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Turraea pubescens Hell. 1788
pronounced: tur-RAY-uh pew-BESS-kenz
(Meliaceae – the white cedar family)
common name: Native Witch-hazel
The origin of Turraea is not certain, but it is probably for the Italian botanist and physician Antonio Turra (1736–1797). Turra was born in Vicenza to a well-off middle-class family. Having earned a medical degree from the University of Padua, he practised medicine in Vicenza. He helped found the city’s Agrarian Academy and was its secretary from 1773 until his death. His most famous publication was Floræ italicæ prodromus (A Guide to Italian Flora), a catalogue of 1,700 species of Italian plants. His work earned him awards and membership of many scientific academies both in Italy and abroad. Pubescens is Latin for ‘reaching puberty’, i.e., becoming hairy.
It may be helpful if I write a few lines about witch-hazel, as it does not seem to be as widely known and used here as it is in the northern hemisphere. Witch-hazel is an astringent produced from the leaves and bark of the Witch-hazel shrub, Hamamelis virginiana. American Indians used the plant medicinally long before white settlement. Nowadays, various preparations and distillates of witch-hazel are used as an eye-bath, and for treating sores, bruises, swelling and hemorrhoids. It is also an ingredient of many acne treatments, and applications for stopping the bleeding of shaving cuts.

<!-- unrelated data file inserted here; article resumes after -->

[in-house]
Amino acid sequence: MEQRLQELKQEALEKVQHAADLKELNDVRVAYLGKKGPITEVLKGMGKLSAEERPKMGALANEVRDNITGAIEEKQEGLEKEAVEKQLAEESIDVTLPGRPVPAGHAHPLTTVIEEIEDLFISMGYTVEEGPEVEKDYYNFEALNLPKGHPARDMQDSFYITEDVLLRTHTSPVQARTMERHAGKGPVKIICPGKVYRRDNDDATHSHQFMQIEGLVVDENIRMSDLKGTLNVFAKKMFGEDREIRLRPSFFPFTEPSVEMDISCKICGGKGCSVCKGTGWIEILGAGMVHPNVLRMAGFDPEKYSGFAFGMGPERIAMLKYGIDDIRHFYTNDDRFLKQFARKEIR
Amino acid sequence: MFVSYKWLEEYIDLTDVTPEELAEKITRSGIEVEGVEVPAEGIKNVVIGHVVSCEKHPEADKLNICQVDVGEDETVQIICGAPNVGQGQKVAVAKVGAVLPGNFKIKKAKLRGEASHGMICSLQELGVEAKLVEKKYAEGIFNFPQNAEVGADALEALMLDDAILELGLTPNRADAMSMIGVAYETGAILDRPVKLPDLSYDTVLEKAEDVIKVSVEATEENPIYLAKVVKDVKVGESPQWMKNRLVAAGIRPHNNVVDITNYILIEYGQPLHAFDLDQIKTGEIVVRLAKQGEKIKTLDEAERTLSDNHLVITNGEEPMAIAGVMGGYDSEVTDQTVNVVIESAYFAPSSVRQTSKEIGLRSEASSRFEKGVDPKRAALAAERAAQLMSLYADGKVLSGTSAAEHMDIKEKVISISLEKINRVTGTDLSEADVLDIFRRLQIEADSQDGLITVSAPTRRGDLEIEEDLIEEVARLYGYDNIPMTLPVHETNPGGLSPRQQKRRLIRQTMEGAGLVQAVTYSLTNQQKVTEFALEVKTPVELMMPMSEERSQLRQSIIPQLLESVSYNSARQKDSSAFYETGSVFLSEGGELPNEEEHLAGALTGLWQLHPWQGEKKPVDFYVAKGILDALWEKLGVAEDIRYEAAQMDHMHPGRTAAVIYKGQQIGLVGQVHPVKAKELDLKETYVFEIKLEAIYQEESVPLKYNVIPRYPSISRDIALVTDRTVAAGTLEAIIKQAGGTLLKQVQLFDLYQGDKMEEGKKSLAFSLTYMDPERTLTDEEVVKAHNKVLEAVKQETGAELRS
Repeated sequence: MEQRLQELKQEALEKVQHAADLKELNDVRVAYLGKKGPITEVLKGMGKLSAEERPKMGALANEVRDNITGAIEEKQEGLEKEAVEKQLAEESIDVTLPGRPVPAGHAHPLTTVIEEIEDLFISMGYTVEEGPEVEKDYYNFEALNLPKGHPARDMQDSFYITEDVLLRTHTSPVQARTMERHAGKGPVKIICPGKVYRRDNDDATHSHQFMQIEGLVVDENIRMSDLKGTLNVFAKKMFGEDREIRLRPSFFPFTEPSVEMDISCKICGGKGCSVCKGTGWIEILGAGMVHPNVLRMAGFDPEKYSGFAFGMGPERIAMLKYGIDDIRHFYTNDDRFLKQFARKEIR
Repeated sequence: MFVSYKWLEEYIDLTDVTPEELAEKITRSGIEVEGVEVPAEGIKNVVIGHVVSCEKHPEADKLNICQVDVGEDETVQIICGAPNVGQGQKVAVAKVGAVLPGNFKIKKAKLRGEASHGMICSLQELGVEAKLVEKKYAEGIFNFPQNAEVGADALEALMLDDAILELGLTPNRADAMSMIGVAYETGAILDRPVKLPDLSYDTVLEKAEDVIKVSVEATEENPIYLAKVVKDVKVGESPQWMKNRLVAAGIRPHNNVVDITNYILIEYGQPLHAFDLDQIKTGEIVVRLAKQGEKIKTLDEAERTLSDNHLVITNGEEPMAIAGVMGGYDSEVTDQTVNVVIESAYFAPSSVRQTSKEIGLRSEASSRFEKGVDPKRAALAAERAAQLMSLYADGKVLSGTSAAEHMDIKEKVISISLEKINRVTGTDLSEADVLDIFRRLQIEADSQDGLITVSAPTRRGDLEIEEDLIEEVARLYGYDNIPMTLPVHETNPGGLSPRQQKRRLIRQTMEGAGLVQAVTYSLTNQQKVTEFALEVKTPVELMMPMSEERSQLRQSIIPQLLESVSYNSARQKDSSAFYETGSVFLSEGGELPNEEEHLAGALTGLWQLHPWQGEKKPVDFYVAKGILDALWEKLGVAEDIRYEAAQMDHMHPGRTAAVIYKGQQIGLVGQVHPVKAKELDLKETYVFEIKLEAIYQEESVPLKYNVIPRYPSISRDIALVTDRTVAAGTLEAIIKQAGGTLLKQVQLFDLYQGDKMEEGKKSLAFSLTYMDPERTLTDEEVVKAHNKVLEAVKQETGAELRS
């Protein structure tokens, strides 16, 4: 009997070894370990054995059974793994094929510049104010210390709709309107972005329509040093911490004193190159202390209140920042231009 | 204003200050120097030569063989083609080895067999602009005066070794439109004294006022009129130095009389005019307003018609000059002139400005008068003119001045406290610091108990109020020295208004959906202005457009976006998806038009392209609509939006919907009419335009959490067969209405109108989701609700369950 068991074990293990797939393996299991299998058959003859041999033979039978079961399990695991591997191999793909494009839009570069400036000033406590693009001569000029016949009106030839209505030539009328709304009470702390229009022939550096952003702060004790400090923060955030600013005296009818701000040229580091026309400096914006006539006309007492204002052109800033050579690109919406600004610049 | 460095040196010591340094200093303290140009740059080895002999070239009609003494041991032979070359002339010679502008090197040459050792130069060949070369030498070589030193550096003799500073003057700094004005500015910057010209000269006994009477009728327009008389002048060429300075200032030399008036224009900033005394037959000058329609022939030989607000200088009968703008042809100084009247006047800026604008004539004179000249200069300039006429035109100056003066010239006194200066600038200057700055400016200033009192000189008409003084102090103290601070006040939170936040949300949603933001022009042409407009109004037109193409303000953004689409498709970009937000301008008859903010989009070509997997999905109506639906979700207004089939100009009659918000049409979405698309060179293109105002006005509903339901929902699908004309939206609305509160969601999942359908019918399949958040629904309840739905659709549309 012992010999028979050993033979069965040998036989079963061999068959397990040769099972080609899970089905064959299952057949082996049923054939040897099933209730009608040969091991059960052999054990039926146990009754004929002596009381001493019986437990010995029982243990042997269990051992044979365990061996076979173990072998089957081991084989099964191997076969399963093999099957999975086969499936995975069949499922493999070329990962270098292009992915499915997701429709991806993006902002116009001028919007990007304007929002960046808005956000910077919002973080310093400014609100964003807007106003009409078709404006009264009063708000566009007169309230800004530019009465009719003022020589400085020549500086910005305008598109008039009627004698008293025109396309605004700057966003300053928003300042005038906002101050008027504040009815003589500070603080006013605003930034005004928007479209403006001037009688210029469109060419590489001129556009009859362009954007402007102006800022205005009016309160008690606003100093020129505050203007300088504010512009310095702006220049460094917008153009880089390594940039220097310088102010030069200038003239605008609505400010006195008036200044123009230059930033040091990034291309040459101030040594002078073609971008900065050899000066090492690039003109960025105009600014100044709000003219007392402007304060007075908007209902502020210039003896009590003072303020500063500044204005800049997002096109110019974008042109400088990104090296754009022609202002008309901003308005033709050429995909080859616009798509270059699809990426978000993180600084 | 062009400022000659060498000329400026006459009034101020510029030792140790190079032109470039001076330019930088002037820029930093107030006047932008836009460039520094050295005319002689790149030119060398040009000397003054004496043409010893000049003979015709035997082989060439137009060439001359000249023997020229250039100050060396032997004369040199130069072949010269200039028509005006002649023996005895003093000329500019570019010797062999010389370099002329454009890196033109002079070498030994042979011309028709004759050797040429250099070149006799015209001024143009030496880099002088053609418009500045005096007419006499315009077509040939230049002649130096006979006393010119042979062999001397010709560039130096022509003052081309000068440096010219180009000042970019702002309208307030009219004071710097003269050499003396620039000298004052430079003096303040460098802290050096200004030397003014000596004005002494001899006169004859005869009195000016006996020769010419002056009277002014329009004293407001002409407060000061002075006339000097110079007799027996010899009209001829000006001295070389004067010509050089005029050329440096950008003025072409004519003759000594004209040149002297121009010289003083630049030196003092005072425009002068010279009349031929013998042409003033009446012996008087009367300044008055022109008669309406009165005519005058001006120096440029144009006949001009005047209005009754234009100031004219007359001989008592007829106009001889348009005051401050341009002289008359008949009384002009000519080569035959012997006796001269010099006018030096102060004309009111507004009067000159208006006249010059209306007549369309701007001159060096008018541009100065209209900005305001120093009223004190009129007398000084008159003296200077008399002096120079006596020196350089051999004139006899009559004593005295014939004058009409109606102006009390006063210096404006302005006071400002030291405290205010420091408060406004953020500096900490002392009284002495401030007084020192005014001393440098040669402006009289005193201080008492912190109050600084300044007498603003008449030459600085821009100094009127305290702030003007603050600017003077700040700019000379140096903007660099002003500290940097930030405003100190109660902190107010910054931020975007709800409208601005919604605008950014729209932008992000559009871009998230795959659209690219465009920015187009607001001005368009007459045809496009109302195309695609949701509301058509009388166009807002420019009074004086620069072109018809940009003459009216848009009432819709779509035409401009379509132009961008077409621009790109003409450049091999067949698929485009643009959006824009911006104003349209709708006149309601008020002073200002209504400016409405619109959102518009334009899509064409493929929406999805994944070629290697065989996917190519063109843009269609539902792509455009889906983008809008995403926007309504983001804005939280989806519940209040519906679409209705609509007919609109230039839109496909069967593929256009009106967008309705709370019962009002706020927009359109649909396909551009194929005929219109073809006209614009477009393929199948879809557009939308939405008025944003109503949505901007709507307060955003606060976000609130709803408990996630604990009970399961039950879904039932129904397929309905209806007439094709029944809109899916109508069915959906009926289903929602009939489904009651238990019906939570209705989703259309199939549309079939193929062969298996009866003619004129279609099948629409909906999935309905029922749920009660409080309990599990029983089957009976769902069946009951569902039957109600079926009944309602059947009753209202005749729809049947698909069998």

I have not been able to ascertain whether Turraea pubescens provides extracts that work similarly. Various firms that claim to use only Australian ingredients include witch-hazel in the ingredients of some of their products, but do not state whether it is from the native plant or the American witch-hazel.
Turraea pubescens is a many-branched shrub or small deciduous tree that grows in dry and littoral rainforests and eucalypt forests along the north coast of NSW, along the Queensland coast, and in the extreme north of Western Australia. It is also found in India, Indonesia, Laos, PNG, the Philippines, Thailand and Vietnam. It usually loses most of its leaves in the flowering season, which is late spring and early summer. New growth is pubescent.
The leaves are ovate to elliptic, 3.5–10 cm long and 2–5 cm wide, the apex shortly acuminate, the base rounded, and the margins more-or-less entire. The upper surface of the leaves is hairless, and the lower surface usually hairy, especially on the mid-vein. The mid-vein and the lateral veins are prominent and yellowish. There are sparsely hairy domatia on the lower surface of the mid-vein. The petioles are 1 cm or a little less in length. The flowers are white or creamy white, highly perfumed, usually in clusters of 3–5 flowers. They have 5 free petals, 2.5–3.5 cm long, and 10–12 stamens. The fruit is a capsule, ribbed, more-or-less globose to ovoid, about 1.5 cm long, woody, and 5–7-valved. When mature, the fruits open while still on the plant, and the seeds are revealed. These black seeds are oblong, sometimes narrow-winged, and stay attached to the fruits for some time, before dropping off.
There is a small clump of these bushes by the side of the private road leading up to the development on Knobby Head, and occasional plants are found around the island, generally on the edges of patches of forest. They do well in gardens, in well-drained soils, but do need pruning to maintain a pleasing shape.
Information about medicinal qualities of plants, or about their use as medicines, is for interest only, and is not intended to be used as a guide for the treatment of medical conditions.
Photographs taken at Picnic Bay 2009-2014
Page last updated 6th March 2017